Lost Productivity Due To Myopia

Krupa Philip, BOptom, PhD
Brien Holden Vision Institute

Uncorrected myopia as well as high myopia resulting in complications such as myopic macular degeneration (MMD) can potentially result in lost productivity. Such lost productivity has significant economic impact, and an estimate of lost productivity due to myopia is vital for evidence based advocacy, policy making and patient care. The economic impact of myopia related visual impairment (VI) and blindness has not been studied extensively.

A meta-analysis, modeling and systematic review of 37 studies from 36 countries (combined sample size; 174736 participants) was performed to identify the lost productivity associated with uncorrected myopia and MMD. Spectacle coverage data from all countries were analyzed against health and development indicators from each country. The effect of age and urbanization on spectacle coverage was also determined. Lost productivity due to VI and blindness from uncorrected myopia and MMD was estimated by the disability weight relevant to the level of impairment (mild VI, moderate VI, severe VI and blindness), age specific labor force participation rates, employment rates and gross domestic product (GDP) per capita in US dollars for 2015. Additionally, cost of care from an adult with normal vision for each individual with moderate VI, severe VI and blindness was also included in the calculation.

The researchers found that ‘older people in rural areas of least developed countries carry the greatest burden of VI resulting from uncorrected refractive error’. Potential productivity loss from VI associated with uncorrected myopia globally was estimated at US$244 billion and productivity loss from blindness associated with MMD was estimated at US$6 billion. Productivity loss significantly affected individuals in the age group 25 to 29 years. On the other hand, productivity loss was found to be distributed evenly across the working age group (15 to 64 year olds) when calculated in terms of US$ per capita. East Asia, South Asia and Southeast Asia were the regions significantly affected with lost productivity with productivity loss estimated at US$150 billion, US$40 billion and US$35 billion respectively.

These results suggest that potential productivity loss associated with VI and blindness as a result of uncorrected myopia and MMD is more than the cost of correcting myopia.  

Abstract
Potential Lost Productivity Resulting from the Global Burden of Myopia Systematic Review, Meta-analysis, and Modelling Kovin S. Naidoo, Timothy R. Fricke, Kevin D. Frick, Monica Jong, Thomas J. Naduvilath, Serge Resnikoff, Padmaja Sankaridurg

Purpose: We estimated the potential global economic productivity loss resulting from vision impairment (VI) and blindness as a result of uncorrected myopia and myopic macular degeneration (MMD) in 2015.

Clinical Relevance: Understanding the economic burden of VI associated with myopia is critical to addressing myopia as an increasingly prevalent public health problem.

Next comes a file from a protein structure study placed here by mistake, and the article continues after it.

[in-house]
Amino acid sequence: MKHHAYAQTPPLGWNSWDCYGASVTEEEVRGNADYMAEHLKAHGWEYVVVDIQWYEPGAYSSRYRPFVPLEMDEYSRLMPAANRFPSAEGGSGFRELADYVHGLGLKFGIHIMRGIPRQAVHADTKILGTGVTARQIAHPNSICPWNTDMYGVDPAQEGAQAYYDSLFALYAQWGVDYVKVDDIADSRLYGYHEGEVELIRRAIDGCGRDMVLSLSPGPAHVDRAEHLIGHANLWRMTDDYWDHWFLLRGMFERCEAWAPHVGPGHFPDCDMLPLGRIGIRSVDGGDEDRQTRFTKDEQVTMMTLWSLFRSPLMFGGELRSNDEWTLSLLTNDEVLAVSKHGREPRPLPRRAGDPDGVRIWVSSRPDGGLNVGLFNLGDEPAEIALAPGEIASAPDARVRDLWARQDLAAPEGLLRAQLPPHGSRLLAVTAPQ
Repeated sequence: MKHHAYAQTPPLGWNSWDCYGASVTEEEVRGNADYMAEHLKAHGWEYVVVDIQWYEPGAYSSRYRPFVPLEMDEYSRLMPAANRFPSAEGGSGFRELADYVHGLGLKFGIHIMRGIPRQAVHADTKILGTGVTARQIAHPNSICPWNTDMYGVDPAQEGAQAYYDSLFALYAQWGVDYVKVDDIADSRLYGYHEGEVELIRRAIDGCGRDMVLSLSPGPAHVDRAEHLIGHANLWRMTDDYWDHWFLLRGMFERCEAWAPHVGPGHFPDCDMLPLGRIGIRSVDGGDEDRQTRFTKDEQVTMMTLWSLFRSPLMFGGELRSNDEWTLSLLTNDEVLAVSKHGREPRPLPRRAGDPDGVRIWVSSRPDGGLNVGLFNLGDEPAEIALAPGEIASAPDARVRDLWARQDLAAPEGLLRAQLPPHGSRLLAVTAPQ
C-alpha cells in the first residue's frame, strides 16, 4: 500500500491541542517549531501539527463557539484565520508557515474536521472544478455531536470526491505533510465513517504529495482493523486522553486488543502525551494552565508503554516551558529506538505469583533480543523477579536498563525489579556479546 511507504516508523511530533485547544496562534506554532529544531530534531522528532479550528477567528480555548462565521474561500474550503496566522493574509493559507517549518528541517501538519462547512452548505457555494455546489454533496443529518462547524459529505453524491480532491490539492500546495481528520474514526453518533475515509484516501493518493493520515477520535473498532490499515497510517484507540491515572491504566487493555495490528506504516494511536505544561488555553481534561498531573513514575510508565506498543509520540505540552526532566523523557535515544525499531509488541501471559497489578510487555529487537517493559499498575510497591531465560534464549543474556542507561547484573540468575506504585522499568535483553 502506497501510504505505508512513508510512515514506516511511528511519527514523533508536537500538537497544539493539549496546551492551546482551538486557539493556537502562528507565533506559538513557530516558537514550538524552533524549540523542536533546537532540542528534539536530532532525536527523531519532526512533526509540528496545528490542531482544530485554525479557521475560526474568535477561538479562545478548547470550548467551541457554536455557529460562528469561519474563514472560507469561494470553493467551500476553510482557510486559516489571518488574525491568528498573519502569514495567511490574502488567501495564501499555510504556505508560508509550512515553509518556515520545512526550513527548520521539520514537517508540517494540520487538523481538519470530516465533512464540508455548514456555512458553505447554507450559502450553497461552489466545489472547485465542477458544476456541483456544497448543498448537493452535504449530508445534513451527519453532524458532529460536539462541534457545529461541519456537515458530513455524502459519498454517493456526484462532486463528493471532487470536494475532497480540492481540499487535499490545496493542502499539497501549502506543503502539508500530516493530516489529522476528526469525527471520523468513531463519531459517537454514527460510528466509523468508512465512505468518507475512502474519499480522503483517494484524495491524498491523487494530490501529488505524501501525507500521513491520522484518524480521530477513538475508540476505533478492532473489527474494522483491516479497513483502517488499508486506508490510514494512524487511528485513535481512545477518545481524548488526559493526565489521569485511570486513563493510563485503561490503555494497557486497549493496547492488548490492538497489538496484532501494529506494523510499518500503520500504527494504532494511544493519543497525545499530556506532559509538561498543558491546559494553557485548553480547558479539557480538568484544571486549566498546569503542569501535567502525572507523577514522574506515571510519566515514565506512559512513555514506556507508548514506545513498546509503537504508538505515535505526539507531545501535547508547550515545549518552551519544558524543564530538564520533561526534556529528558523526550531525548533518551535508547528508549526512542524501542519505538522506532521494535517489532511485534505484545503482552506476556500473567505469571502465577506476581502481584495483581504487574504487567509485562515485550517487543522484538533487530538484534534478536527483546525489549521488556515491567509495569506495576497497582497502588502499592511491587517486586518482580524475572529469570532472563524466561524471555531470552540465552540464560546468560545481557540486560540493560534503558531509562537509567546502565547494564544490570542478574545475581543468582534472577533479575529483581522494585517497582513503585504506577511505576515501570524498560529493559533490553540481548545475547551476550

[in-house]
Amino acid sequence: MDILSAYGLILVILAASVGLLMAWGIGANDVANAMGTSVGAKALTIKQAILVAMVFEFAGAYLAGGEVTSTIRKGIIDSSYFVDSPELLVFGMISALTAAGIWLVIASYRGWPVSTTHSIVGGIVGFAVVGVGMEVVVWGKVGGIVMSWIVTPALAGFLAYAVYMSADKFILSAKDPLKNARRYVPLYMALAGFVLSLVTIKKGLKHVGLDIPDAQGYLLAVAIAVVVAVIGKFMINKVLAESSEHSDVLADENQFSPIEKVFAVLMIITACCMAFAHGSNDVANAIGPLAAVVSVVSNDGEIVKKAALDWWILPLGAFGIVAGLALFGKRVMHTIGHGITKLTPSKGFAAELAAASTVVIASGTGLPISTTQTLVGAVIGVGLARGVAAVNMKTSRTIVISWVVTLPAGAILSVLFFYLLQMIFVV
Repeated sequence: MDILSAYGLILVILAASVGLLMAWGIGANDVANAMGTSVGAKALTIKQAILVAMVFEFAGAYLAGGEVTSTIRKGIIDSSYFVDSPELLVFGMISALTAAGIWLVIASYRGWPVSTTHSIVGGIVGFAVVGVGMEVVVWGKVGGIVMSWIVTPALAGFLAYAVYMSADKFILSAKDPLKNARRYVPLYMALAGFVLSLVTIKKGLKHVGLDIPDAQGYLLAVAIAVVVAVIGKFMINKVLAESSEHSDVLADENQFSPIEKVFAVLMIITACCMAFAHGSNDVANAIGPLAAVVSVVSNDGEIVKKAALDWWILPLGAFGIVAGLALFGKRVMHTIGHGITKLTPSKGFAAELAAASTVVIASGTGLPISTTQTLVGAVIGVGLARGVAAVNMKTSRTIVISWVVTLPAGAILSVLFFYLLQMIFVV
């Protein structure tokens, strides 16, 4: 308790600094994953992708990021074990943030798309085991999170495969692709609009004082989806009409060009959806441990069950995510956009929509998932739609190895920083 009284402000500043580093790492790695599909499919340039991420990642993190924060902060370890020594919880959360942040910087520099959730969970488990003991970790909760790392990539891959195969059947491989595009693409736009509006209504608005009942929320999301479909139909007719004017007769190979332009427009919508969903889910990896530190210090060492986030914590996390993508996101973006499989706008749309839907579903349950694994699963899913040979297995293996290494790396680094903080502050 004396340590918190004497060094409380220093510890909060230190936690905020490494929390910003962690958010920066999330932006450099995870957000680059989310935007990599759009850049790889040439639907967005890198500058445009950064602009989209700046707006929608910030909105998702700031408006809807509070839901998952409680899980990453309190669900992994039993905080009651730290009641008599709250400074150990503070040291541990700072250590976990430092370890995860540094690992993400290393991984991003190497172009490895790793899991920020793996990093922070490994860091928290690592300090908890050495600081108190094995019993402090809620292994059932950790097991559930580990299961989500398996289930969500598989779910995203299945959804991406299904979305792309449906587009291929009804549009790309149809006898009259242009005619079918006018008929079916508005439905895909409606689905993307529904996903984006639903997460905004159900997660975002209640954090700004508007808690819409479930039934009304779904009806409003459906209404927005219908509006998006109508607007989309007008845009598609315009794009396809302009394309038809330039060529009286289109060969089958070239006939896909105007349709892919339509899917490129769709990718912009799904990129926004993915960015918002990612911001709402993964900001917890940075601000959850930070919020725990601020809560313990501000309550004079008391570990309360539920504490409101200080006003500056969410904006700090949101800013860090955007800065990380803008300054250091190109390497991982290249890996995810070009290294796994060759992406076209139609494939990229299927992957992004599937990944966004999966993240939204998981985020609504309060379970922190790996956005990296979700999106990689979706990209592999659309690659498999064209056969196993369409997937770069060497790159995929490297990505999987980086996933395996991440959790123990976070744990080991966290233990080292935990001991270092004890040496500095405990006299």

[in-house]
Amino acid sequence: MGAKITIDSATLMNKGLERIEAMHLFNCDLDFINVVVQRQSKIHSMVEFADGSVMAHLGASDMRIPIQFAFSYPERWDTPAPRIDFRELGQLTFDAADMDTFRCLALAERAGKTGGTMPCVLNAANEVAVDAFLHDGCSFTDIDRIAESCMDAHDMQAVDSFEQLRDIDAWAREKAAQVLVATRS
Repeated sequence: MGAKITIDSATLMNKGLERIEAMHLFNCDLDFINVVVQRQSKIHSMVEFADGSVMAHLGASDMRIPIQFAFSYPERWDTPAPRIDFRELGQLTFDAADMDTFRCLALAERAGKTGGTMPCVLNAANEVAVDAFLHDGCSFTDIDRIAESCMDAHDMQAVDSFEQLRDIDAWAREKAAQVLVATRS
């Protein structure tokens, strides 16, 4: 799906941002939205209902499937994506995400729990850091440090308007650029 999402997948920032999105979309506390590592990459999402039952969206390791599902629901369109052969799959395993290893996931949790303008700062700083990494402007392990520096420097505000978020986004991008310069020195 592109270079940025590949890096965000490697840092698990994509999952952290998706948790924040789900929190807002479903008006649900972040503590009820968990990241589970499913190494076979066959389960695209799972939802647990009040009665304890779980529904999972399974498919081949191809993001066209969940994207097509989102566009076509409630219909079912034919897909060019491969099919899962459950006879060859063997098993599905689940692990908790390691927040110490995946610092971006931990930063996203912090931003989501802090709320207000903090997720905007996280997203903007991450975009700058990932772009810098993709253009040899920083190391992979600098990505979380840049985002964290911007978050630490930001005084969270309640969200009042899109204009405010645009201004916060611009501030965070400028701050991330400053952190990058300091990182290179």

Methods: We estimated the number of people with myopia and MMD corresponding to critical visual acuity thresholds. Spectacle correction coverage was analyzed against country-level variables from the year of data collection; variation in spectacle correction was described best by a model based on a human development index, with adjustments for urbanization and age. Spectacle correction and myopia data were combined to estimate the number of people with each level of VI resulting from uncorrected myopia. We then applied disability weights, labor force participation rates, employment rates, and gross domestic product per capita to estimate the potential productivity lost among individuals with each level and type of VI resulting from myopia in 2015 in United States dollars (US$). An estimate of care-associated productivity loss also was included.

Results: People with myopia are less likely to have adequate optical correction if they are older and live in a rural area of a less developed country. The global potential productivity loss associated with the burden of VI in 2015 was estimated at US$244 billion (95% confidence interval [CI], US$49 billioneUS$697 billion) from uncorrected myopia and US$6 billion (95% CI, US$2 billiondUS$17 billion) from MMD. Our estimates suggest that the Southeast Asia, South Asia, and East Asia Global Burden of Disease regions bear the greatest potential burden as a proportion of their economic activity, whereas East Asia bears the greatest potential burden in absolute terms.

Conclusions: Even under conservative assumptions, the potential productivity loss associated with VI and blindness resulting from uncorrected myopia is substantially greater than the cost of correcting myopia.

Source: Kovin S. Naidoo, Timothy R. Fricke, Kevin D. Frick, Monica Jong, Thomas J. Naduvilath, Serge Resnikoff, Padmaja Sankaridurg (2018). Potential Lost Productivity Resulting from the Global Burden of Myopia: Systematic Review, Meta-analysis, and Modeling. Ophthalmology [Article in press].

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